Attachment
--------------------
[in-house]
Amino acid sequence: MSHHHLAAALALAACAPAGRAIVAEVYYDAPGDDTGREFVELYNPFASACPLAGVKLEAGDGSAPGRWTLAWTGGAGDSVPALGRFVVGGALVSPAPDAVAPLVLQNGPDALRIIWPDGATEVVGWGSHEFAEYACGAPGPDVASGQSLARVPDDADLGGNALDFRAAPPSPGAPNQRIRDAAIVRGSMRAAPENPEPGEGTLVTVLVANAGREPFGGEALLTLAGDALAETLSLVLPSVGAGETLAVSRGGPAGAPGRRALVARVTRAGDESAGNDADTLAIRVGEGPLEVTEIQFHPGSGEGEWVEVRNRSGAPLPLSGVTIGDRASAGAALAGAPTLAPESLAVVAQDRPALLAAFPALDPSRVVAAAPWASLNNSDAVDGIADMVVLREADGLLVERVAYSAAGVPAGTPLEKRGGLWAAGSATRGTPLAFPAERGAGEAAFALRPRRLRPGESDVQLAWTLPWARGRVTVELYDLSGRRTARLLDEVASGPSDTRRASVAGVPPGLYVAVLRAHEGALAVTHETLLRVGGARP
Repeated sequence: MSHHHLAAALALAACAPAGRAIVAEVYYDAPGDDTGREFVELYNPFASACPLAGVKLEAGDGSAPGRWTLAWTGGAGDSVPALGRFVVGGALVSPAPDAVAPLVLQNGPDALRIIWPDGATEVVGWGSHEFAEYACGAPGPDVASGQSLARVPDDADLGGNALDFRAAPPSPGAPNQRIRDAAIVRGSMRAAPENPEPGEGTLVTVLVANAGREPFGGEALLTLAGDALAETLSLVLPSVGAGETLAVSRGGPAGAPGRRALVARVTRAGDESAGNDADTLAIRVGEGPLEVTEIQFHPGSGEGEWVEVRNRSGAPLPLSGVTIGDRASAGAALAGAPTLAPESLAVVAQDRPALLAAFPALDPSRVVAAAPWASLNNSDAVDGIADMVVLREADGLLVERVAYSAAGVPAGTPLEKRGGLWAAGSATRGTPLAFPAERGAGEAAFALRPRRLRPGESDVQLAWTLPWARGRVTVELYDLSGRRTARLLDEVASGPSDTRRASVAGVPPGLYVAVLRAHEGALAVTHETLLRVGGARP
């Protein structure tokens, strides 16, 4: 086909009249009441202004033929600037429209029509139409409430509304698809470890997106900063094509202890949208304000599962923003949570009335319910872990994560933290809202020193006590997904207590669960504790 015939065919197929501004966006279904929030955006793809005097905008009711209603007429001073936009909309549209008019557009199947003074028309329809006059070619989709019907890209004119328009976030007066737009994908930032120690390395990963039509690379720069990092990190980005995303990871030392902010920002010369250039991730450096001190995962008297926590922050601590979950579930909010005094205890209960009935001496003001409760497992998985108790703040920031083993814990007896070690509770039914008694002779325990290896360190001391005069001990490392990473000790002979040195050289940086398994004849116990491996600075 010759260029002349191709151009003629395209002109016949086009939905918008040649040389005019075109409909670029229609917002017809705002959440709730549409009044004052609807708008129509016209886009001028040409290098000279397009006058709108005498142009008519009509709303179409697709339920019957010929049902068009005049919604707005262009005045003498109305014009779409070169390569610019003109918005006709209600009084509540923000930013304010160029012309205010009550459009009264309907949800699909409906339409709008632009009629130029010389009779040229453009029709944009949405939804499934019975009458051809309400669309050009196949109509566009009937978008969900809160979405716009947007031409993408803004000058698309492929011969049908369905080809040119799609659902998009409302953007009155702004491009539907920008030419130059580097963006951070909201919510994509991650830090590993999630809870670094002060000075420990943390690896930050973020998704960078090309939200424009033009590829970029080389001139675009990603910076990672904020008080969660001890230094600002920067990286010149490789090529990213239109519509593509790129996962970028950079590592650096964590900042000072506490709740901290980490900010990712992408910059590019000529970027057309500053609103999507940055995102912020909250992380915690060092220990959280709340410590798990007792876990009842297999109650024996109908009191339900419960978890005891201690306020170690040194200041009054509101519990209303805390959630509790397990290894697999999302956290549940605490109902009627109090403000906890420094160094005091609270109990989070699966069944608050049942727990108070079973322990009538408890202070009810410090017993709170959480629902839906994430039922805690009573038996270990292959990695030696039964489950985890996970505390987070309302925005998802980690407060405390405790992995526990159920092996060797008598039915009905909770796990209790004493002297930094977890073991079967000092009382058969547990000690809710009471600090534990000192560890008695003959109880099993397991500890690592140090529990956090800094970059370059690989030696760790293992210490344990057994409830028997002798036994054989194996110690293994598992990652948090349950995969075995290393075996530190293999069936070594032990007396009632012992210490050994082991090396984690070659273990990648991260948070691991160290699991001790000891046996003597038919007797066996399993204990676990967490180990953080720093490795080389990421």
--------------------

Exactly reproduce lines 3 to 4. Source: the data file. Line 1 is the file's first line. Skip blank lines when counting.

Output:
Repeated sequence: MSHHHLAAALALAACAPAGRAIVAEVYYDAPGDDTGREFVELYNPFASACPLAGVKLEAGDGSAPGRWTLAWTGGAGDSVPALGRFVVGGALVSPAPDAVAPLVLQNGPDALRIIWPDGATEVVGWGSHEFAEYACGAPGPDVASGQSLARVPDDADLGGNALDFRAAPPSPGAPNQRIRDAAIVRGSMRAAPENPEPGEGTLVTVLVANAGREPFGGEALLTLAGDALAETLSLVLPSVGAGETLAVSRGGPAGAPGRRALVARVTRAGDESAGNDADTLAIRVGEGPLEVTEIQFHPGSGEGEWVEVRNRSGAPLPLSGVTIGDRASAGAALAGAPTLAPESLAVVAQDRPALLAAFPALDPSRVVAAAPWASLNNSDAVDGIADMVVLREADGLLVERVAYSAAGVPAGTPLEKRGGLWAAGSATRGTPLAFPAERGAGEAAFALRPRRLRPGESDVQLAWTLPWARGRVTVELYDLSGRRTARLLDEVASGPSDTRRASVAGVPPGLYVAVLRAHEGALAVTHETLLRVGGARP
């Protein structure tokens, strides 16, 4: 086909009249009441202004033929600037429209029509139409409430509304698809470890997106900063094509202890949208304000599962923003949570009335319910872990994560933290809202020193006590997904207590669960504790 015939065919197929501004966006279904929030955006793809005097905008009711209603007429001073936009909309549209008019557009199947003074028309329809006059070619989709019907890209004119328009976030007066737009994908930032120690390395990963039509690379720069990092990190980005995303990871030392902010920002010369250039991730450096001190995962008297926590922050601590979950579930909010005094205890209960009935001496003001409760497992998985108790703040920031083993814990007896070690509770039914008694002779325990290896360190001391005069001990490392990473000790002979040195050289940086398994004849116990491996600075 010759260029002349191709151009003629395209002109016949086009939905918008040649040389005019075109409909670029229609917002017809705002959440709730549409009044004052609807708008129509016209886009001028040409290098000279397009006058709108005498142009008519009509709303179409697709339920019957010929049902068009005049919604707005262009005045003498109305014009779409070169390569610019003109918005006709209600009084509540923000930013304010160029012309205010009550459009009264309907949800699909409906339409709008632009009629130029010389009779040229453009029709944009949405939804499934019975009458051809309400669309050009196949109509566009009937978008969900809160979405716009947007031409993408803004000058698309492929011969049908369905080809040119799609659902998009409302953007009155702004491009539907920008030419130059580097963006951070909201919510994509991650830090590993999630809870670094002060000075420990943390690896930050973020998704960078090309939200424009033009590829970029080389001139675009990603910076990672904020008080969660001890230094600002920067990286010149490789090529990213239109519509593509790129996962970028950079590592650096964590900042000072506490709740901290980490900010990712992408910059590019000529970027057309500053609103999507940055995102912020909250992380915690060092220990959280709340410590798990007792876990009842297999109650024996109908009191339900419960978890005891201690306020170690040194200041009054509101519990209303805390959630509790397990290894697999999302956290549940605490109902009627109090403000906890420094160094005091609270109990989070699966069944608050049942727990108070079973322990009538408890202070009810410090017993709170959480629902839906994430039922805690009573038996270990292959990695030696039964489950985890996970505390987070309302925005998802980690407060405390405790992995526990159920092996060797008598039915009905909770796990209790004493002297930094977890073991079967000092009382058969547990000690809710009471600090534990000192560890008695003959109880099993397991500890690592140090529990956090800094970059370059690989030696760790293992210490344990057994409830028997002798036994054989194996110690293994598992990652948090349950995969075995290393075996530190293999069936070594032990007396009632012992210490050994082991090396984690070659273990990648991260948070691991160290699991001790000891046996003597038919007797066996399993204990676990967490180990953080720093490795080389990421």